The Hinterland Environmental Water Scheme (HEWS) is a climate adaptive project dedicated to repurposing Class A recycled water for local food production, firefighting and environmental benefits within the Hinterland of the Mornington Peninsula.
The HEWS is being led by HEWS Inc, a not-for-profit community led incorporated association which is committed to food security, bush fire protection, green wedge preservation, local jobs, careers and the development of a fully green wedge compatible industry, whilst remaining a genuine climate change adaptive project.
For more information, refer to our brochure.
With a growing population and a climate-sensitive environment, HEWS Inc has identified an opportunity to further treat (via reverse osmosis) recycled water from the South Eastern Outfall to then pump to our farming hinterland. This will ensure agricultural land has the water in needs (espacially during extreme weather events) for the Mornington Peninsula to continue to thrive as part of the Melbourne metropolitan food bowl. In addition, the quality of this water will ensure a wider variety of fruits and vegetables can be grown in the Hinterland region, and food security in and around the area is assured.
The HEWS underground pipe network will run along the road sides. Calculations have identified the area below as being initially achievable, covering a total of ~16,000 hectares. The pumping station is proposed to be located near the Dromana Industrial Estate.
As well as ensuring the Hinterland can remain a high-value horticultural area, there are a number of additional benefits (not ranked in any particular order):
The Hinterland has been identified as an extreme fire danger area, with many areas virtually undefendable. The network of pipelines associated with the HEWS will enable the establishment of a fire-fighting supply system into the Hinterland. This will avoid reliance on aircraft to defend properties and allow existing firefighting storage tanks to maintain a continuous flow of water, ensuring we are protected in the event of a catastrophic bushfire.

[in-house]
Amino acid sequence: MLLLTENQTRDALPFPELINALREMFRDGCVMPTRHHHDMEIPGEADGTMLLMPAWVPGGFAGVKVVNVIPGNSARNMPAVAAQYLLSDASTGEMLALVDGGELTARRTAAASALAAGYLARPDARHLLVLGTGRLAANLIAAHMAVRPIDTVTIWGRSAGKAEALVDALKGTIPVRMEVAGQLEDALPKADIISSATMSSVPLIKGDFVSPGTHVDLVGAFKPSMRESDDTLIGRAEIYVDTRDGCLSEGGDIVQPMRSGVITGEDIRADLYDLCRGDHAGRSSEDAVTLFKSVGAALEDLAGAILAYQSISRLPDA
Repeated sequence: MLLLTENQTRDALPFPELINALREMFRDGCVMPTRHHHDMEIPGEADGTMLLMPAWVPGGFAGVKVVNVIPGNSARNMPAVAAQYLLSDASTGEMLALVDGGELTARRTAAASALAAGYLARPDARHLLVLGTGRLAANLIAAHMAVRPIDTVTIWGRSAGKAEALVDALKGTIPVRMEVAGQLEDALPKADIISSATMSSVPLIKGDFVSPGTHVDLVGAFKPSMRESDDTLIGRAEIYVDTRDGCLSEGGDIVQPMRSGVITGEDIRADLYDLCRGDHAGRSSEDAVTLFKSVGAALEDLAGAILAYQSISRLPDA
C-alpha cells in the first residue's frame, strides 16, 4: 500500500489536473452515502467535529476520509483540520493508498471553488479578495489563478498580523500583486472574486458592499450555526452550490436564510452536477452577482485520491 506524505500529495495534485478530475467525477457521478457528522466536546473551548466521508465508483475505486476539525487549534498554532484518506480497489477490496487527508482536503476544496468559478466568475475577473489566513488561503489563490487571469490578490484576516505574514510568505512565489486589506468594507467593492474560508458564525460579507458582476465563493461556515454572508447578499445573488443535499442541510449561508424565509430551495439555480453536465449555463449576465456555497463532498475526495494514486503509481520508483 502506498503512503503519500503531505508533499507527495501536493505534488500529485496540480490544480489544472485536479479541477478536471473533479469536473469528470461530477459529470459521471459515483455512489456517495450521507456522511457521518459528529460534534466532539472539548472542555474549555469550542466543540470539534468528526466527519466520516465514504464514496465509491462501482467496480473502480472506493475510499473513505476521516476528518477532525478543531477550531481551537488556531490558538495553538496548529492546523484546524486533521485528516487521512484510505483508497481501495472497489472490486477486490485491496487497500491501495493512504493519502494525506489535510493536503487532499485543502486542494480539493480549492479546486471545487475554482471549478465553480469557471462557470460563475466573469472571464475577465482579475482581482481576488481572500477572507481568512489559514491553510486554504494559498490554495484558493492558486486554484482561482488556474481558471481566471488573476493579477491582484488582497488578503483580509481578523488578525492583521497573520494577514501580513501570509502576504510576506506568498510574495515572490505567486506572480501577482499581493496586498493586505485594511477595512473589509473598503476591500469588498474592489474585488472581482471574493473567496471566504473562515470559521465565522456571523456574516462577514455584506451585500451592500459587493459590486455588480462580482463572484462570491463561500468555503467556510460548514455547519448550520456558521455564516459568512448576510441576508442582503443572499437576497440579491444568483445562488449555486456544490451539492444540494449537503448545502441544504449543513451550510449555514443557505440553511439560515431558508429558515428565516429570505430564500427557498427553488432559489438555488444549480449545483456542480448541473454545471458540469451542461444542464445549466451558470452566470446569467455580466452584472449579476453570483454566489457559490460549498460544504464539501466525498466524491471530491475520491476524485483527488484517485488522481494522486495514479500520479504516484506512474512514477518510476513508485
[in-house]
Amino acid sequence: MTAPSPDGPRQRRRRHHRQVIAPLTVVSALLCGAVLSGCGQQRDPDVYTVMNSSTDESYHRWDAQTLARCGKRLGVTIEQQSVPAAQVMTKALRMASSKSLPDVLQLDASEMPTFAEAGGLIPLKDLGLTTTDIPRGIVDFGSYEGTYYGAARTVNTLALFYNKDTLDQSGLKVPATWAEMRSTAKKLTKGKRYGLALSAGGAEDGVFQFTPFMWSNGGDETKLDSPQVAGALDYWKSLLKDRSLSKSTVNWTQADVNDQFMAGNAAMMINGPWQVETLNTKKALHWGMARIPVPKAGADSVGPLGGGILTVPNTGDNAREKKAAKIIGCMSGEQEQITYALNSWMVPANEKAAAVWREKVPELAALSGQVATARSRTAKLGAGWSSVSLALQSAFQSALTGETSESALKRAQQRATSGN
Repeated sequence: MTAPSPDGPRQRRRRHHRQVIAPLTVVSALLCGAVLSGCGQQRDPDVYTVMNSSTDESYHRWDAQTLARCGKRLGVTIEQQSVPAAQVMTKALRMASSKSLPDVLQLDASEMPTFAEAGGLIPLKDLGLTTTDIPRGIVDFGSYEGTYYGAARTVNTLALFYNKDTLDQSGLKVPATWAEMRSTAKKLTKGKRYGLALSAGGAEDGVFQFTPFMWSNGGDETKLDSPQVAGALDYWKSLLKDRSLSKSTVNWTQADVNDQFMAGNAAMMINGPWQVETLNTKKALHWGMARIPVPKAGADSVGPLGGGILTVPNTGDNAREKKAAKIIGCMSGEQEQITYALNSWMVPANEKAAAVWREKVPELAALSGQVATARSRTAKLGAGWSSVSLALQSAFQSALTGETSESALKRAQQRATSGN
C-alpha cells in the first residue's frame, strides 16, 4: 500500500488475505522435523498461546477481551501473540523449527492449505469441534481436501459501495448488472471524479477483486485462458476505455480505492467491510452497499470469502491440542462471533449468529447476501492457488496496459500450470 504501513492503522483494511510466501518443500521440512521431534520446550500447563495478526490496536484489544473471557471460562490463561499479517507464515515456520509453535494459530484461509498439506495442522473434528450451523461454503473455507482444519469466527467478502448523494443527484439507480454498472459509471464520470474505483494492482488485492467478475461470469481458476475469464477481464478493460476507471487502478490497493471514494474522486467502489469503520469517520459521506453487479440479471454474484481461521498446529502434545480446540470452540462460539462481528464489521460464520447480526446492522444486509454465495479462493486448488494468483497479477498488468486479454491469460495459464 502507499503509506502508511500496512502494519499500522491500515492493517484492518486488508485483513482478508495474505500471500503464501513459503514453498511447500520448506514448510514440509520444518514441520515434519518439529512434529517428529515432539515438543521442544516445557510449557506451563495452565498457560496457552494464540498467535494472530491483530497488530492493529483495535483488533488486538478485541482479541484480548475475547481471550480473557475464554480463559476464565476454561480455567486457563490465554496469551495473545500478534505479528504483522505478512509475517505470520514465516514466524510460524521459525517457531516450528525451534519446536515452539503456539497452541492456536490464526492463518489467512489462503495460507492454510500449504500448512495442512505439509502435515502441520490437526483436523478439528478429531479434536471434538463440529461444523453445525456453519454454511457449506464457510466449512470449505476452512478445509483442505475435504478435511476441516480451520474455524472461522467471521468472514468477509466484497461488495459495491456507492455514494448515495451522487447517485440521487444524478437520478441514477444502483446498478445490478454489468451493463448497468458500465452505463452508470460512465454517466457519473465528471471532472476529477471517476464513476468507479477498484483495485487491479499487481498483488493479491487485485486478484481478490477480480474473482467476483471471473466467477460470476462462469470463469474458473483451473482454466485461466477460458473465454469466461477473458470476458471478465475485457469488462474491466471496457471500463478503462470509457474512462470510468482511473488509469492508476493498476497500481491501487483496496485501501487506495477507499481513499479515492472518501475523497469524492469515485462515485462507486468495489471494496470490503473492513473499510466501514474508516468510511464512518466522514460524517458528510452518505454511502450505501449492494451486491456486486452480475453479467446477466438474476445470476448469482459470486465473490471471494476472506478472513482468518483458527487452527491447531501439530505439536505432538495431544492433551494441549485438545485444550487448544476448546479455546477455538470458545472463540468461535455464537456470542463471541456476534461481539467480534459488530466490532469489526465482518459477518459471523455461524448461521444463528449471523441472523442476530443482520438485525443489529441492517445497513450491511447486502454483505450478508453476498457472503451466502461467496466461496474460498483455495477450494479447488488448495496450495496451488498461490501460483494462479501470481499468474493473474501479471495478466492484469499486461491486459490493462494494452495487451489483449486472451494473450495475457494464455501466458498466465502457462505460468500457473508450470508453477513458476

The Mornington Peninsula has already been earmarked for preservation as a significant farming area, by its scheduling as a Green Wedge Zone.
By increasing the value and diversity of crops grown in the area, the green wedge zone has another layer of protection in the face of increased property values and inappropriate development.
Increased investment in primary production has significant knock-on effects into the secondary and tertiary levels of business, as local business owners are utilised for their services. For example, tractors used on farms will require servicing by local mechanical services.
Through this scheme, the total volume of water being discharged into Boags Rocks (near Gunnamatta) from the South Eastern outfall, will greatly reduce. Instead of flowing back into the sea, the water will be repurposed, so that dams and streams can start to regenerate using this water.
With increased farming development and production, will come an increase in related careers in and around the Hinterland. Early discussions with the local Chisholm Tafe have been promising with an opportunity to use student knowledge as the scheme develops.
The scheme also aims to be energy-neutral, with the potential to generate energy for the grid via a proposed hydro-scheme.
A solar farm will also be located nearby to the Treatment Plant to power the plant from the very early stages.